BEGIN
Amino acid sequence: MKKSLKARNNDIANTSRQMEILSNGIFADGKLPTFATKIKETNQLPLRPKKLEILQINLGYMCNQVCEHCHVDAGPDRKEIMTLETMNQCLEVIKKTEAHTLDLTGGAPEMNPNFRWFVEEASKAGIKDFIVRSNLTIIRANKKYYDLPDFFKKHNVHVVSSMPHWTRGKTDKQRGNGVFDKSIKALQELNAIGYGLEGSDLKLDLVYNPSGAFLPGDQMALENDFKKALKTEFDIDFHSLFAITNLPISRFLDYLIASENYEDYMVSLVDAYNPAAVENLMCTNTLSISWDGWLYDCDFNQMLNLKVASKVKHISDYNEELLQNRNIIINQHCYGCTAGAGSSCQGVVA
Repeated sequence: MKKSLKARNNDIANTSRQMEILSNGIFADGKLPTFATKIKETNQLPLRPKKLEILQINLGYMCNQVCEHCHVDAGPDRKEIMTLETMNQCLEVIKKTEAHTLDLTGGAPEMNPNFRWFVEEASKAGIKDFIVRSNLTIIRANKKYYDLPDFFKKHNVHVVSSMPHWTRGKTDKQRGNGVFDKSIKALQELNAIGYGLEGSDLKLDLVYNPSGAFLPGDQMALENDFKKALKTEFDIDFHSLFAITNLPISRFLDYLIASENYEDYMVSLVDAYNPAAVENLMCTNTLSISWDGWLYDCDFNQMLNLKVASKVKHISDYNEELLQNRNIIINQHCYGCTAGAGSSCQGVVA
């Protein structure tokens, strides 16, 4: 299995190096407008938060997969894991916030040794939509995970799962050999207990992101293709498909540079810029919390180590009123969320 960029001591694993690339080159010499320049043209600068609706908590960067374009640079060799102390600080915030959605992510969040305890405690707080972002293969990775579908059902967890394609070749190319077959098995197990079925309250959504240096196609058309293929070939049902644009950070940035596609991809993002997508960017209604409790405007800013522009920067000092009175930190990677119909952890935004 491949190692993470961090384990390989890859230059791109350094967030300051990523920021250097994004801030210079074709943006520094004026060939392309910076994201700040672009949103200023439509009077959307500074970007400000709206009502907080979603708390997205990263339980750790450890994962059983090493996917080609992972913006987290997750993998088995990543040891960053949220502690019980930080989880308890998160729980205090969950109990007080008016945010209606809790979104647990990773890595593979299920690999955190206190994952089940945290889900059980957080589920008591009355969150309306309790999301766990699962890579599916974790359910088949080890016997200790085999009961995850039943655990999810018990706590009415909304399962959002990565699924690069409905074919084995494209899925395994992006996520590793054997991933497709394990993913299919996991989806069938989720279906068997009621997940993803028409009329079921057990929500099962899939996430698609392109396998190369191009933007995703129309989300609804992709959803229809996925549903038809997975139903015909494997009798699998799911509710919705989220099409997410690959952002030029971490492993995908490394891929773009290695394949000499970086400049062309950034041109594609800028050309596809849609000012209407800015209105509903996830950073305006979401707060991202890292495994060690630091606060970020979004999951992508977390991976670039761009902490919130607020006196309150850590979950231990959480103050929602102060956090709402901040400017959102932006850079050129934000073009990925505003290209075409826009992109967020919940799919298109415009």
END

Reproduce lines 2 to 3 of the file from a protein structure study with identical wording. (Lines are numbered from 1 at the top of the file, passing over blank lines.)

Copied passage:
Repeated sequence: MKKSLKARNNDIANTSRQMEILSNGIFADGKLPTFATKIKETNQLPLRPKKLEILQINLGYMCNQVCEHCHVDAGPDRKEIMTLETMNQCLEVIKKTEAHTLDLTGGAPEMNPNFRWFVEEASKAGIKDFIVRSNLTIIRANKKYYDLPDFFKKHNVHVVSSMPHWTRGKTDKQRGNGVFDKSIKALQELNAIGYGLEGSDLKLDLVYNPSGAFLPGDQMALENDFKKALKTEFDIDFHSLFAITNLPISRFLDYLIASENYEDYMVSLVDAYNPAAVENLMCTNTLSISWDGWLYDCDFNQMLNLKVASKVKHISDYNEELLQNRNIIINQHCYGCTAGAGSSCQGVVA
């Protein structure tokens, strides 16, 4: 299995190096407008938060997969894991916030040794939509995970799962050999207990992101293709498909540079810029919390180590009123969320 960029001591694993690339080159010499320049043209600068609706908590960067374009640079060799102390600080915030959605992510969040305890405690707080972002293969990775579908059902967890394609070749190319077959098995197990079925309250959504240096196609058309293929070939049902644009950070940035596609991809993002997508960017209604409790405007800013522009920067000092009175930190990677119909952890935004 491949190692993470961090384990390989890859230059791109350094967030300051990523920021250097994004801030210079074709943006520094004026060939392309910076994201700040672009949103200023439509009077959307500074970007400000709206009502907080979603708390997205990263339980750790450890994962059983090493996917080609992972913006987290997750993998088995990543040891960053949220502690019980930080989880308890998160729980205090969950109990007080008016945010209606809790979104647990990773890595593979299920690999955190206190994952089940945290889900059980957080589920008591009355969150309306309790999301766990699962890579599916974790359910088949080890016997200790085999009961995850039943655990999810018990706590009415909304399962959002990565699924690069409905074919084995494209899925395994992006996520590793054997991933497709394990993913299919996991989806069938989720279906068997009621997940993803028409009329079921057990929500099962899939996430698609392109396998190369191009933007995703129309989300609804992709959803229809996925549903038809997975139903015909494997009798699998799911509710919705989220099409997410690959952002030029971490492993995908490394891929773009290695394949000499970086400049062309950034041109594609800028050309596809849609000012209407800015209105509903996830950073305006979401707060991202890292495994060690630091606060970020979004999951992508977390991976670039761009902490919130607020006196309150850590979950231990959480103050929602102060956090709402901040400017959102932006850079050129934000073009990925505003290209075409826009992109967020919940799919298109415009």